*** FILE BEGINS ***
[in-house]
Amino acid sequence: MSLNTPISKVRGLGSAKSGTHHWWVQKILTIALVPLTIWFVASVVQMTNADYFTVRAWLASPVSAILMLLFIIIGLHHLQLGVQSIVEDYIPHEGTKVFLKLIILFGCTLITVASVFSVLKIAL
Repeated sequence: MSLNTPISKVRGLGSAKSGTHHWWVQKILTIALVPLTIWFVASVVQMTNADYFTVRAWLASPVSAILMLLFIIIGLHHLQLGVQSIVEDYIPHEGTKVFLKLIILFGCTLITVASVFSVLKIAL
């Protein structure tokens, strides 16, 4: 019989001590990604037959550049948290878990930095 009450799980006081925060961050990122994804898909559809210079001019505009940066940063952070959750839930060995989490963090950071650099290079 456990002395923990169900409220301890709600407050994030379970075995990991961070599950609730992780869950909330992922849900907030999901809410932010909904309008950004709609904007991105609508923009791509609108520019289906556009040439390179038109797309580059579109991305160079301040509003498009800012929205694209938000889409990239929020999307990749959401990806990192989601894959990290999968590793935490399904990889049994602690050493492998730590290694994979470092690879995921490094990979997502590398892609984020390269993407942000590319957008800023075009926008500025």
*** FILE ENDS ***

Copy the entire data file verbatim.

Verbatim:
[in-house]
Amino acid sequence: MSLNTPISKVRGLGSAKSGTHHWWVQKILTIALVPLTIWFVASVVQMTNADYFTVRAWLASPVSAILMLLFIIIGLHHLQLGVQSIVEDYIPHEGTKVFLKLIILFGCTLITVASVFSVLKIAL
Repeated sequence: MSLNTPISKVRGLGSAKSGTHHWWVQKILTIALVPLTIWFVASVVQMTNADYFTVRAWLASPVSAILMLLFIIIGLHHLQLGVQSIVEDYIPHEGTKVFLKLIILFGCTLITVASVFSVLKIAL
């Protein structure tokens, strides 16, 4: 019989001590990604037959550049948290878990930095 009450799980006081925060961050990122994804898909559809210079001019505009940066940063952070959750839930060995989490963090950071650099290079 456990002395923990169900409220301890709600407050994030379970075995990991961070599950609730992780869950909330992922849900907030999901809410932010909904309008950004709609904007991105609508923009791509609108520019289906556009040439390179038109797309580059579109991305160079301040509003498009800012929205694209938000889409990239929020999307990749959401990806990192989601894959990290999968590793935490399904990889049994602690050493492998730590290694994979470092690879995921490094990979997502590398892609984020390269993407942000590319957008800023075009926008500025």